Critical Thinking and Transformative Learning

Guest Editors: Donna Kienzler & Frances M. Smith

Vol. 14, No. 2

ISSN: 1546-2676


The Use of the Critical Thinking Process by Family and Consumer Sciences Students


Exploring the State of Poverty: A Classroom Experience


Promoting Critical Thinking Skills and Transformative Learning Opportunities for Future Hospitality Managers


Transformative Learning: We Teach Who We Are

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Kappa Omicron Nu FORUM

Vol. 14, No. 2.

Editor: Dorothy I. Mitstifer.

Official publication of Kappa Omicron Nu National Honor Society. Member, Association of College Honor Societies. Copyright © 2004.

Kappa Omicron Nu FORUM is a refereed, semi-annual publication serving the profession of family and consumer sciences. The opinions expressed by the authors are their own and do not necessarily reflect the policies of the society. Further information: Kappa Omicron Nu, PO Box 798, Okemos, MI 48805-0798. Telephone: (727) 940-2658 ext. 2003

Interested in submitting an article to KON FORUM? Papers are now being accepted for review. For more information, see our Call for Papers & Guidelines for Authors.



Kappa Omicron Nu



As humanity’s ability to inflict damage on people and the earth keeps growing, it becomes more important than ever that our students learn to think critically and envision ways to improve their communities and societies. Modern communication brings world-wide events to our attention as they happen, but also bombards us with 10-second sound bites that tell only part of the truth. The pressures of everyday life allow less and less time for thoughtful reflection and meaningful dialogue. Students, as future world citizens, need to learn to make reasoned judgments in light of the facts available. Clayton (2003)[1] quoting Minnich, offers these descriptions: “[critical thinking] is exploratory, suggestive, it does not prove anything, or finally arrive anywhere. [Critical thinkers] are open-minded, reflective, challenging—more likely to question than to assert, inclined to listen to many sides, capable of making distinctions that hold differences in play rather than dividing in order to exclude, and desirous of persuading others rather than reducing them to silence by refuting them.” They continue the search for information to improve themselves and their world.

Individuals need to be open to new ways of thinking, and to be open to transformative learning. It may mean seeing the world and their place in it differently. It may mean recognizing the larger social structures that oppress them and how they could overcome these barriers.

Three articles in this issue show students learning critical thinking in the classroom as major step towards transforming aspects of their lives. Kienzler and Smith focus on a family and consumer sciences classroom where students learn critical thinking as a way to transform their thinking about family social issues. Quotes from videotapes of students’ class dialogues and role-plays provide evidence of this class’s thinking process. Class dialogue and student journals show that to be effective critical thinkers, students must continue to practice being questioning and reflective as they learn from differing points of view.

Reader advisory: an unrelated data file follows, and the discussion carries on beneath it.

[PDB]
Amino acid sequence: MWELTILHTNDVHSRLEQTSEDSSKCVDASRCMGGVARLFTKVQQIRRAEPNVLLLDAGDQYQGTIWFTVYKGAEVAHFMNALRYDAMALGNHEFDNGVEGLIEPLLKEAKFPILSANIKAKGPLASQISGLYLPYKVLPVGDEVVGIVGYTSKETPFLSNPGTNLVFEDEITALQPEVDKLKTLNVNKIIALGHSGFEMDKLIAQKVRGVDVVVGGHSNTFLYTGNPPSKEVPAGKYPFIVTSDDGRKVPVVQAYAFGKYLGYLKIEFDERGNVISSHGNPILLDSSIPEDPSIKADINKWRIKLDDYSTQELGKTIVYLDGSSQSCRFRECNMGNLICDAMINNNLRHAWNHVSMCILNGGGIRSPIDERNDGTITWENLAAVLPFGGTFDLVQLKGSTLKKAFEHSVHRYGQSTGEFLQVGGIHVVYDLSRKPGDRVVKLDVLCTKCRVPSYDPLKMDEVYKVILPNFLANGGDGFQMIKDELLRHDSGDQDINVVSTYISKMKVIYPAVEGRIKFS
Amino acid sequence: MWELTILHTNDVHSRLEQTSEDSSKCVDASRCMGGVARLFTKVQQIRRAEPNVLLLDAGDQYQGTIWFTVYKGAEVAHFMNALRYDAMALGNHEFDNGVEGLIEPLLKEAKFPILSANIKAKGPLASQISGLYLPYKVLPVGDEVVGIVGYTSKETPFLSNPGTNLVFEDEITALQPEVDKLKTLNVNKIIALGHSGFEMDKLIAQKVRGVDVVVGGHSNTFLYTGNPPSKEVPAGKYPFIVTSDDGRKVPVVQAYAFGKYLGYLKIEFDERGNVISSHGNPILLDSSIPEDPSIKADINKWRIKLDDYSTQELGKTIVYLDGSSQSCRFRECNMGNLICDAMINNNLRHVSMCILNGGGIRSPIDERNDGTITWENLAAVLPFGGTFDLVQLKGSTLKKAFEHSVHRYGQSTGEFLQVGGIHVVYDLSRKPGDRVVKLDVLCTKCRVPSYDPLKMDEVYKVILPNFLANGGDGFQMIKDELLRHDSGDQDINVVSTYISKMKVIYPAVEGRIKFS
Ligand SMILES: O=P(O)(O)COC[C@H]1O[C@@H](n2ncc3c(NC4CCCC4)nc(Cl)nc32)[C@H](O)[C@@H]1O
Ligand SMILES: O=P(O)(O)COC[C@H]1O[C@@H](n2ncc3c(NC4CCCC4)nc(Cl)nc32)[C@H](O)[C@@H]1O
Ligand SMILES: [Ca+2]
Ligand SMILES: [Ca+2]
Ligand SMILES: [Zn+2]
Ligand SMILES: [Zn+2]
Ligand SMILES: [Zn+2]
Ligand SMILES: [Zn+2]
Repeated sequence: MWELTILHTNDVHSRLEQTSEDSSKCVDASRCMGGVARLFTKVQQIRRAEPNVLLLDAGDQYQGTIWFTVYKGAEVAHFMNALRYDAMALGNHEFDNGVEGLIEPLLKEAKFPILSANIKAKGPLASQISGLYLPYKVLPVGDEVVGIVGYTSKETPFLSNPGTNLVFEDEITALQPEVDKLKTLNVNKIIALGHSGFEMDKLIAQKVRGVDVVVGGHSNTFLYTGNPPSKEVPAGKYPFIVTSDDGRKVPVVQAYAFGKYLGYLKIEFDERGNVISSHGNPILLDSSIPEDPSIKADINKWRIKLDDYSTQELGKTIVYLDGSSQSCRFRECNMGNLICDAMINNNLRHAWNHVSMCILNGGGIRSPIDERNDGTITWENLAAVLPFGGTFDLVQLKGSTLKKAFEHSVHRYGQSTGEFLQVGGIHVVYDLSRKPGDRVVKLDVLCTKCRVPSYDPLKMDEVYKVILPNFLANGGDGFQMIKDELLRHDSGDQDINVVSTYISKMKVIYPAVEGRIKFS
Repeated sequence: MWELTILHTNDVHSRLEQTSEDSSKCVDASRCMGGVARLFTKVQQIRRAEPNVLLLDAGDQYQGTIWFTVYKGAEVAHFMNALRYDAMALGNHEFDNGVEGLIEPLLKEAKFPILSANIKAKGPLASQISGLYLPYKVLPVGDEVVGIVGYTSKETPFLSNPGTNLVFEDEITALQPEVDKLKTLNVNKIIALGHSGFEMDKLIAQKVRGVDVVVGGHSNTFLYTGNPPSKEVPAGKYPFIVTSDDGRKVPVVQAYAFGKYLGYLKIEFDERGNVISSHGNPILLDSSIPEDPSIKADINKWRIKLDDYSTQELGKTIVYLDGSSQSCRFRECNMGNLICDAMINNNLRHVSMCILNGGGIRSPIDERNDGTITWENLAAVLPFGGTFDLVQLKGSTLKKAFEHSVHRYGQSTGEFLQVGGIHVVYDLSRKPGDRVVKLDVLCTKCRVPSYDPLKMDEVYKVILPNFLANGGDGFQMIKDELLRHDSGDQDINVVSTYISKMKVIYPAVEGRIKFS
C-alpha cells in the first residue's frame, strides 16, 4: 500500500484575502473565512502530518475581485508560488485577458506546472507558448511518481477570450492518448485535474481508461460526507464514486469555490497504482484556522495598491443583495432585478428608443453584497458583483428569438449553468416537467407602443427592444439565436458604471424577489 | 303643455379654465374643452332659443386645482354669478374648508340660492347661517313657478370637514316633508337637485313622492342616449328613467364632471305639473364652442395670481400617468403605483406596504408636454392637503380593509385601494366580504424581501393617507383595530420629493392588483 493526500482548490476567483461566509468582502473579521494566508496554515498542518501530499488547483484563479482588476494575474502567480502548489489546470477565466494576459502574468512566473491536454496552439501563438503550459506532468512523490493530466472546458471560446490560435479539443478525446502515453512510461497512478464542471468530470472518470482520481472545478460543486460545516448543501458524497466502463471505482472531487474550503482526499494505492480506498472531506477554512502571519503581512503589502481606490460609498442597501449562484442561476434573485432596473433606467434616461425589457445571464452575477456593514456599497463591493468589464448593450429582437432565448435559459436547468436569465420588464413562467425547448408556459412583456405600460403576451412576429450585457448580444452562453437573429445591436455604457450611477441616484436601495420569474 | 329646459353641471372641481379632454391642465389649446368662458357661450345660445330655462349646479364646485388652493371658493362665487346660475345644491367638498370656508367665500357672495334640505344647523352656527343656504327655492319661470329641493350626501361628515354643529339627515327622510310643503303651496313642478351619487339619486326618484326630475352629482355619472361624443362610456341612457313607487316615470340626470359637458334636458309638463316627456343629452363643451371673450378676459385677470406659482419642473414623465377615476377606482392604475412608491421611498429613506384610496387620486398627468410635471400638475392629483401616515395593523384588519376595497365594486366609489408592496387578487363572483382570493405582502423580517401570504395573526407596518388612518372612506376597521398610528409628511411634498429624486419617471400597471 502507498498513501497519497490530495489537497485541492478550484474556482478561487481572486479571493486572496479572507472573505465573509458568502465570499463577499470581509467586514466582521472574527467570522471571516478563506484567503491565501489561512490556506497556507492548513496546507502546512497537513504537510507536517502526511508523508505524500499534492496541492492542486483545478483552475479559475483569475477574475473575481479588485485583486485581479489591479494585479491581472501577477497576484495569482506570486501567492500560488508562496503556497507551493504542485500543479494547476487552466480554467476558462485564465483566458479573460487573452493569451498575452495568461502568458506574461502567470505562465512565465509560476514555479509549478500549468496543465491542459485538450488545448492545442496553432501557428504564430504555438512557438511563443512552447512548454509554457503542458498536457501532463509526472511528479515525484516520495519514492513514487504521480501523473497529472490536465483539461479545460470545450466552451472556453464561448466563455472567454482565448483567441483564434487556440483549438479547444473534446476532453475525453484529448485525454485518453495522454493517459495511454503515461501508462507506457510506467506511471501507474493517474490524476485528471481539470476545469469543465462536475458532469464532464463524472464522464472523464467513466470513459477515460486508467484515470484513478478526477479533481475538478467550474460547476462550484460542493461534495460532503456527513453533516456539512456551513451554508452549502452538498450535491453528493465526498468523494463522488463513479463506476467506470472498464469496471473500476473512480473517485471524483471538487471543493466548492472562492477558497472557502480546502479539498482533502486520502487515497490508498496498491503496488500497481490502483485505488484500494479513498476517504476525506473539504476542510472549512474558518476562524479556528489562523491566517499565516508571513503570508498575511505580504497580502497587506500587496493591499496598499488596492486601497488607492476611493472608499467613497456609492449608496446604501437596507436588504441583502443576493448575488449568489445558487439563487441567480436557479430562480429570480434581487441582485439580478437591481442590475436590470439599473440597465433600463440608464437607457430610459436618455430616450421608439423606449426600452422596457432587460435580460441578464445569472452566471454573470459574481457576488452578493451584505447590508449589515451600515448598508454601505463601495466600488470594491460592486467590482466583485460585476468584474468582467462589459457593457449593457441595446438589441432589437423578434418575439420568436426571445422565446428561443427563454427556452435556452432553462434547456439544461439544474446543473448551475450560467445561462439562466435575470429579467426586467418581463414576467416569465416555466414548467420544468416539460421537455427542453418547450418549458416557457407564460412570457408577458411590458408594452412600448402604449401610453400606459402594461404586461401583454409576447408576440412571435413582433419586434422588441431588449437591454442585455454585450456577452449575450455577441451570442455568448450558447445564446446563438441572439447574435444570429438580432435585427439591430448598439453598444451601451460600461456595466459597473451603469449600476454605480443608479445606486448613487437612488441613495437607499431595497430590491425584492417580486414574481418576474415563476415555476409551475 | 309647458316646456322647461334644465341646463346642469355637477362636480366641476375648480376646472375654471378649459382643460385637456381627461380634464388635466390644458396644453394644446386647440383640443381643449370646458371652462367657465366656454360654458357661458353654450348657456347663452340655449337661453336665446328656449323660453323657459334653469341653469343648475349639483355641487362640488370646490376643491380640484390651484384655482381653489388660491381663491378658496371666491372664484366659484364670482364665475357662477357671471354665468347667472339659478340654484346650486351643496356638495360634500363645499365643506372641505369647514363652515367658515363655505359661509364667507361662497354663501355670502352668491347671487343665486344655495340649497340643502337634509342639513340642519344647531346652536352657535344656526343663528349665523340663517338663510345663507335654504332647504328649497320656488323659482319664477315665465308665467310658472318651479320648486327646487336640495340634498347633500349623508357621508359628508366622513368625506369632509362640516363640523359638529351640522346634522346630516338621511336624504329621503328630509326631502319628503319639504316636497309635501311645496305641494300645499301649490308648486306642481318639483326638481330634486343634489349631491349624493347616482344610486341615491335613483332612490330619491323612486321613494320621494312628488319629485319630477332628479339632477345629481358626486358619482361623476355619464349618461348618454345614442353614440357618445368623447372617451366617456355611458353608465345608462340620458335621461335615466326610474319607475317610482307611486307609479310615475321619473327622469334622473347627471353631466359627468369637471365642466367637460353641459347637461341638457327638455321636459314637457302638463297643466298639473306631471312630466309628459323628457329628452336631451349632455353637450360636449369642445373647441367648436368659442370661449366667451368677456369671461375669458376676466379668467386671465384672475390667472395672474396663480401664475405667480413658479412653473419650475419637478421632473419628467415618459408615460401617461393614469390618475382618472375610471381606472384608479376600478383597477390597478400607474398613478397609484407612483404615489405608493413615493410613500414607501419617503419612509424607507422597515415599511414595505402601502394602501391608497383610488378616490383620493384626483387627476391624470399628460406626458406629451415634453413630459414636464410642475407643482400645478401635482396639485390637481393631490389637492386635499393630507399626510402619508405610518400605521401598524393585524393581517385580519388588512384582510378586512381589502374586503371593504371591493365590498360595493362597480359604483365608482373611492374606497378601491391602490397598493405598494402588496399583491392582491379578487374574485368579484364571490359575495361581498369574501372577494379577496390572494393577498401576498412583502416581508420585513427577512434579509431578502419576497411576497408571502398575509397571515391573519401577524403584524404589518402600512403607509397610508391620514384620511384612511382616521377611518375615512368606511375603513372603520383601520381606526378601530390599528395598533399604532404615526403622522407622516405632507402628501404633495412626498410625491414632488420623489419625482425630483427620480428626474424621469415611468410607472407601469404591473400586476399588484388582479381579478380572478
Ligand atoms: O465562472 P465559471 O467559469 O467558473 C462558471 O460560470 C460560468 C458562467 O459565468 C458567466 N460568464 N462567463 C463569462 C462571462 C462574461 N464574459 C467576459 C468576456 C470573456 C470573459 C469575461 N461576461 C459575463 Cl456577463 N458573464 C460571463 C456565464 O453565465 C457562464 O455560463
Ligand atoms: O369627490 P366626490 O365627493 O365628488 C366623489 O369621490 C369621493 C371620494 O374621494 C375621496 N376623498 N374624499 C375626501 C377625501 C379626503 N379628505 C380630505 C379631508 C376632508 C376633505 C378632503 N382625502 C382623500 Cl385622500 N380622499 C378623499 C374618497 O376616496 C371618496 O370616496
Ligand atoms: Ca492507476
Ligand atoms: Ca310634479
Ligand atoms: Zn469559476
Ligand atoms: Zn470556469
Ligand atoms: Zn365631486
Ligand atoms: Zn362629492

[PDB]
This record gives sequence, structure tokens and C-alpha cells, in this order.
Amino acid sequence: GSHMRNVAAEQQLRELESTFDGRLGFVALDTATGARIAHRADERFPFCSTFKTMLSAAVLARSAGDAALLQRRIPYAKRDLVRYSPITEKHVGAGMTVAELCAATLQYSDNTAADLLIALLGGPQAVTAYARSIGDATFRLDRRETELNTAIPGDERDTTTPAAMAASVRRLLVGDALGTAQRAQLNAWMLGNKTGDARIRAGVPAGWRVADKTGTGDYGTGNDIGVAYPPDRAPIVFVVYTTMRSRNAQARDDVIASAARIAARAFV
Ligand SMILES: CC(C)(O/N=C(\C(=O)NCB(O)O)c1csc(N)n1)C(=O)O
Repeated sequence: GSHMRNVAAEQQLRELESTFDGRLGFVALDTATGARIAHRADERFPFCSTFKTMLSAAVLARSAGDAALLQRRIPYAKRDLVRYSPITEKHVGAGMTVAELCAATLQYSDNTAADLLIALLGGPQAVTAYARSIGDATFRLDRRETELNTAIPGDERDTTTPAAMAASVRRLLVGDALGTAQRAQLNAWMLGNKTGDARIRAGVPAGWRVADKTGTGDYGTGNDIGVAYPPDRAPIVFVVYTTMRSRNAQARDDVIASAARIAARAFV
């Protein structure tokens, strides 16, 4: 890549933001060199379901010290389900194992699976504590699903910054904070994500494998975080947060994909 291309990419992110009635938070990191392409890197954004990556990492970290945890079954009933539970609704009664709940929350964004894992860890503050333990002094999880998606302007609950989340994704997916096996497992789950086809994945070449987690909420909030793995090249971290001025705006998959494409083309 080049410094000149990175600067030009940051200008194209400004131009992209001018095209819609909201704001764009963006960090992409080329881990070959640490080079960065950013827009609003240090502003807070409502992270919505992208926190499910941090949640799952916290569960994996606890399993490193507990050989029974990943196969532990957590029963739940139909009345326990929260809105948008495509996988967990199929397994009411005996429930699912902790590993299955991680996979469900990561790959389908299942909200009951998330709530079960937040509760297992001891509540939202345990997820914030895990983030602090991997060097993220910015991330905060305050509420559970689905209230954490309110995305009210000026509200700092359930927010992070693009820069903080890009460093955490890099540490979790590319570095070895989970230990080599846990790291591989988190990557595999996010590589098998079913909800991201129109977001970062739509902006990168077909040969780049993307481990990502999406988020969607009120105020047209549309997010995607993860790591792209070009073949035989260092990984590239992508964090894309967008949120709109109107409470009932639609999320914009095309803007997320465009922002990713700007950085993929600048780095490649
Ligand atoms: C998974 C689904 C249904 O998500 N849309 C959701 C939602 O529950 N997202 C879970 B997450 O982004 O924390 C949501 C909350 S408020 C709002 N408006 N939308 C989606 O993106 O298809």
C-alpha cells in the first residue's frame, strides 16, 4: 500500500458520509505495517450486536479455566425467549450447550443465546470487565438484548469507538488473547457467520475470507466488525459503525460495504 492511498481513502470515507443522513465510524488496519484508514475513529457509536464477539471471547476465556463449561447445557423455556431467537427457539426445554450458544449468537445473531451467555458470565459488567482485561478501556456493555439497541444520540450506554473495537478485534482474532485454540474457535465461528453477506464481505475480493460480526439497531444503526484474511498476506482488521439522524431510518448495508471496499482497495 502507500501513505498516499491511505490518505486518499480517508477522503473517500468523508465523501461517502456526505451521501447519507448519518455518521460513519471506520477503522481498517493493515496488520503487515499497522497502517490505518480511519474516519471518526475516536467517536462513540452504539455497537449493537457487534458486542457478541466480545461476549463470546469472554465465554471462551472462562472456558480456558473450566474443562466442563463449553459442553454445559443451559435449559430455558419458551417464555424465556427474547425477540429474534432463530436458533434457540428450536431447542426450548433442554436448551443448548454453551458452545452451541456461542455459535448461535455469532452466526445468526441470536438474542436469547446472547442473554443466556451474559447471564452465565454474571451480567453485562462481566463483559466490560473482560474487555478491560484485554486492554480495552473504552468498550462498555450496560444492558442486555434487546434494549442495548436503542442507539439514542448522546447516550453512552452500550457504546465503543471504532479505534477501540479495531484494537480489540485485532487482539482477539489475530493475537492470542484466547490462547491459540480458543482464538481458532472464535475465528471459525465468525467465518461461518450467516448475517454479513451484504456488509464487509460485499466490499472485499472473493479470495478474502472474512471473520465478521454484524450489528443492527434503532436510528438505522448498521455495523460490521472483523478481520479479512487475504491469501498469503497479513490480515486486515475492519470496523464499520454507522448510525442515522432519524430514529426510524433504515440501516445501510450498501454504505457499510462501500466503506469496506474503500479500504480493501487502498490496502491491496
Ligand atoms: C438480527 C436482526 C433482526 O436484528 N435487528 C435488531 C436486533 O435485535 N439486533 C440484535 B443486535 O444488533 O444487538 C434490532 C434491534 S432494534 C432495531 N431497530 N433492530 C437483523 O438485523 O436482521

Klemme and Rommel describe the use of Reform Organization of Welfare (ROWEL) to help students develop empathy for individuals living in poverty. Students in two summer school classes engaged in the experience with the help of 17 community residents representing community agencies. The three-hour experience had students assume the role of families in poverty as they make decisions about life issues such as food, housing, and medical care. Students’ attitudes changed in transportation, isolation, time, rules, self-esteem, jobs, and illegal activities of the poor. They learned the many ways society takes advantage of the poor.

Thin proposes an opportunity to promote transformative learning in a hospitality management class that uses case studies to promote problem-solving skills related to real-life hospitality scenarios. The new way of thinking would link profit objectives with the promotion of socially responsible and ethical practices in the hospitality business.

In the fourth article McGregor presents her personal story of the transformative process. She indicates that a transformed teacher/learner develops the capacity to be adaptive, more open to other points of view, and increasingly self-aware. She contends that if individuals acquire new habits of mind and differing points of view, their practice will transform itself because we teach who we are.

Not only must graduates of higher education have critical thinking skills, but they need to practice these through their commitment to continued life-long learning. Critical thinking and transformative learning combine cognitive knowledge with affective feelings and emotions. The world could be a better place if its citizens questioned more, cared for each other more, and lived more in tune with their immediate and world-wide surroundings.

[1]  Clayton, M. (2003, Oct. 14). Rethinking thinking.  Christian Science Monitor, 95(223), 18-23.  Accessed at, on 1/21/04.


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